Rydal Mount

4 mins read
Image Source: Vivienne Crow

Dove Cottage is the house most often associated with the Romantic poet William Wordsworth, and yet he and his family lived there for only nine years; Rydal Mount, on the other hand, was his home for 37 years – from 1813 to 1850. This was a large, elegant home, with four acres of garden – much more befitting one of the greats of English poetry.

The house, parts of which date from the late sixteenth century, is located a little over two miles from Grasmere, which had been the Wordsworths’ home since 1799. Latterly, they’d rented the rectory opposite St Oswald’s Church in the village centre, but it was while living there that two of their children – three-year-old Catherine and six-year-old Thomas – had died. So, moving from Grasmere was as much about escaping from bad memories as it was about moving up in the world. The new house also coincided with a new role for Wordsworth; he wasn’t earning a huge amount from his poetry so he took on the role of Distributor of Stamps for Westmorland, effectively becoming a local tax collector for the government.

The Wordsworths didn’t own Rydal Mount in the nineteenth century; they rented it from the le Flemings who lived next door in the much more grandiose Rydal Hall. And, although the family continued to live in the house for several years after the poet’s death, it wasn’t until 1969 that his great-great-grand-daughter Mary Henderson finally purchased the house, opening it up to the public soon after. 

Today, it is filled with period furniture as well as family portraits, letters, manuscripts and an array of artefacts such as the poet’s pen and inkstand. Three of the family bedrooms are open to the public as is Wordsworth’s attic study, which has views of Rydal Water. This tiny room, reached via a narrow staircase, also contains a map of the National Park showing various places around the Lake District that feature in, or inspired, some of Wordsworth’s most famous work.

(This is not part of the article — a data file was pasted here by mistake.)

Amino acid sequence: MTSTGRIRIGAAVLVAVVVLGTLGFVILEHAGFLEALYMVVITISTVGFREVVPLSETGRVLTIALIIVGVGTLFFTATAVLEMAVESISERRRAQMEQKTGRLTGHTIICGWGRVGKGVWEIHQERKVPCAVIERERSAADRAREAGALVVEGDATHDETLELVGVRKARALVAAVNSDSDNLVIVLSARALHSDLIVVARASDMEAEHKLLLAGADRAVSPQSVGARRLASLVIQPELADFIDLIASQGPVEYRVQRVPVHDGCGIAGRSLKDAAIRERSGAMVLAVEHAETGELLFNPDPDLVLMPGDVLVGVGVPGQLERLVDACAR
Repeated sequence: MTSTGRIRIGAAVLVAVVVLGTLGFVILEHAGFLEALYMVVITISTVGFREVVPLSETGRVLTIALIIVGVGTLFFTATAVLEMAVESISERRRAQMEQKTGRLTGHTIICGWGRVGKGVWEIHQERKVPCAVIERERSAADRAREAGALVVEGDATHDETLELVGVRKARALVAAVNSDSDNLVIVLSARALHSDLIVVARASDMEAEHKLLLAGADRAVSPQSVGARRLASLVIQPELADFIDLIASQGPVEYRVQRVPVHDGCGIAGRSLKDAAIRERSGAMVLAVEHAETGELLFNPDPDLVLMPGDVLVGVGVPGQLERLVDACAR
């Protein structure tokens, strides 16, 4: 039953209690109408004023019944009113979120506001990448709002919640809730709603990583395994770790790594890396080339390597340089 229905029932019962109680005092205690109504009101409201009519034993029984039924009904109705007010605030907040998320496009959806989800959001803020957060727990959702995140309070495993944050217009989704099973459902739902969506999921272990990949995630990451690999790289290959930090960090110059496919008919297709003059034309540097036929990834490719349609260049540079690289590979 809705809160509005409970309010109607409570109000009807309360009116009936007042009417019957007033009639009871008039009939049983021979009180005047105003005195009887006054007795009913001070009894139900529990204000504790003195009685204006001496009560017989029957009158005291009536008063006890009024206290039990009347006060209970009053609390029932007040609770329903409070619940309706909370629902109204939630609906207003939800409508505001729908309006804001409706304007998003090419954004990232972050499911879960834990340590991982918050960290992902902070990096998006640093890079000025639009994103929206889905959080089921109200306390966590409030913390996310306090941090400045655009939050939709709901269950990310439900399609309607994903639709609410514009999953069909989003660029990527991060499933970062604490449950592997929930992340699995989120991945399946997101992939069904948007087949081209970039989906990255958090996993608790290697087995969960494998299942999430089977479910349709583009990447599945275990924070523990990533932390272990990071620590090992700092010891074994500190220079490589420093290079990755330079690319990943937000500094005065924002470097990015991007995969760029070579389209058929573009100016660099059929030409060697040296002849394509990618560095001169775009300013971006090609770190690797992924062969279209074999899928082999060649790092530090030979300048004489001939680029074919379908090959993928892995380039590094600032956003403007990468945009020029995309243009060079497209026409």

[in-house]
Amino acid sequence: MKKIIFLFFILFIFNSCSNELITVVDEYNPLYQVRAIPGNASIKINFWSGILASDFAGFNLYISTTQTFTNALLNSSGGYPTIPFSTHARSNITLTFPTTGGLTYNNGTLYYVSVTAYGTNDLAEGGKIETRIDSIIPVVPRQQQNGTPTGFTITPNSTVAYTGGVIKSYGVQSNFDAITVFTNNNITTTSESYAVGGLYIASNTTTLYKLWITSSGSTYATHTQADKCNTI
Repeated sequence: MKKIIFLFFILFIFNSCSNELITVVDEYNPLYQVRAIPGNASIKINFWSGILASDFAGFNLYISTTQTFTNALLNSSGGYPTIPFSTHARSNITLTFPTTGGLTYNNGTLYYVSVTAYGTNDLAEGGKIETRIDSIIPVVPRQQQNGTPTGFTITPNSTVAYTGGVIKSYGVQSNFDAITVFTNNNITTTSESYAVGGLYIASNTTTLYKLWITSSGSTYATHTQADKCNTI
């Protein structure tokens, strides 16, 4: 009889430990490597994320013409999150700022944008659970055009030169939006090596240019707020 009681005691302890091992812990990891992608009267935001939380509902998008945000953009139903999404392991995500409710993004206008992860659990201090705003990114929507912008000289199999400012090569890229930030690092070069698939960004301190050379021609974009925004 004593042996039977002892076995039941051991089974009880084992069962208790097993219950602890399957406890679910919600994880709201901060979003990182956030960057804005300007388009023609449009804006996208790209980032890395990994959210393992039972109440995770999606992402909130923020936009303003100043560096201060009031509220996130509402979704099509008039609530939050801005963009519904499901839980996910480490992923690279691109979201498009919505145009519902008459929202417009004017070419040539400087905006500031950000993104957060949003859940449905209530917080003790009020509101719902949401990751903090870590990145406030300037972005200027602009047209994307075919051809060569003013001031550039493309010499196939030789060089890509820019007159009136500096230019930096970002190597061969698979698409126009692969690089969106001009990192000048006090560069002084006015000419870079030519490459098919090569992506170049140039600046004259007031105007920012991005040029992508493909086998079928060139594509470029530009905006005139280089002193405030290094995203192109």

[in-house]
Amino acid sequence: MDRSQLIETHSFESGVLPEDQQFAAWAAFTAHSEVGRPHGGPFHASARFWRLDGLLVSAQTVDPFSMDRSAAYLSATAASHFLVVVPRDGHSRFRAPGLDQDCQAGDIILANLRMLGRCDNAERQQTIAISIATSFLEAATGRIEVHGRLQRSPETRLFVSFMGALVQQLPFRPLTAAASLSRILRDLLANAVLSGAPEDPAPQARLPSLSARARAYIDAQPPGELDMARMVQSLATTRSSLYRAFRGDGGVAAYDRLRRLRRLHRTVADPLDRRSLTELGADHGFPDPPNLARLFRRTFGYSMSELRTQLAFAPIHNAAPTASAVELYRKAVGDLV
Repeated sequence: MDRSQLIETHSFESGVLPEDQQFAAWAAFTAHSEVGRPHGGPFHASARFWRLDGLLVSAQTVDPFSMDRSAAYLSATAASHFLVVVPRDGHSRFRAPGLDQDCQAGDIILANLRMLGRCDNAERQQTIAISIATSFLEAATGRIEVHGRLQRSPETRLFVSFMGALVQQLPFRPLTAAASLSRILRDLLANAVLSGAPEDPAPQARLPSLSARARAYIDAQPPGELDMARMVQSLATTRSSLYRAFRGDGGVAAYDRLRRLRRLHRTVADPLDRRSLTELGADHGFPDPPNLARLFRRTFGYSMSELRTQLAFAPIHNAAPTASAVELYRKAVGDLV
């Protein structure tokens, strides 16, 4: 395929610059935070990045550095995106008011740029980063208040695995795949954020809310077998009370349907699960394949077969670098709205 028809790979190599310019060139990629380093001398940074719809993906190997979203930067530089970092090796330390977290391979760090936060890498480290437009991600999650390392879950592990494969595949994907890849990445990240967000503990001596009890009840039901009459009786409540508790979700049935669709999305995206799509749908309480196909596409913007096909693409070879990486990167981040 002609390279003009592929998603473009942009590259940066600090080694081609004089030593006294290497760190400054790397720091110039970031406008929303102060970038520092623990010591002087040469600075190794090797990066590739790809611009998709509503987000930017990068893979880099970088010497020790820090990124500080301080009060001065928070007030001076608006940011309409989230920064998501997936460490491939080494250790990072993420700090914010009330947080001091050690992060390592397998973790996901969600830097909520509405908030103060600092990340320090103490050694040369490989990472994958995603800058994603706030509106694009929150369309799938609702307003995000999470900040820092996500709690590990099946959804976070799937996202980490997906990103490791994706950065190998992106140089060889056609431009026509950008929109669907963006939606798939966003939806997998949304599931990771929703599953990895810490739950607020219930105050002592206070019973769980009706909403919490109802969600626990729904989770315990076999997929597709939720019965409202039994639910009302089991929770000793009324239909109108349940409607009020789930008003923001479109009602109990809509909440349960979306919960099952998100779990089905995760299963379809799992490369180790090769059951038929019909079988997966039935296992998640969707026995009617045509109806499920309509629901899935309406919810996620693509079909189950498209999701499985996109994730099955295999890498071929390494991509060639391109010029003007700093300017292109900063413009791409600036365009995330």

Rydal Mount’s beautiful gardens, laid out according to the poet’s own designs, are also open to the public. He built several terraces and, at the end of one of these was the summer house where he sometimes wrote. He would then pace up and down the garden, testing his latest verses by reading them out loud.

Visitors can opt for a self-guided tour of the property or book an exclusive tour with a personal guide. There is also a tearoom which occupies the old saddlery over the coach house.   Rydal Mount is reached via a short but steep and narrow lane above the A591. The 555 bus stops about 300 yards from the house, which also has a small car park. St Mary’s Church, where Wordsworth was church warden, is located at the road junction here, and just behind it is Dora’s Field. Owned today by the National Trust, this small plot of land is covered in a carpet of daffodils every spring. The bulbs were originally planted by Wordsworth and his wife Mary in memory of their daughter Dora who died from tuberculosis in 1847.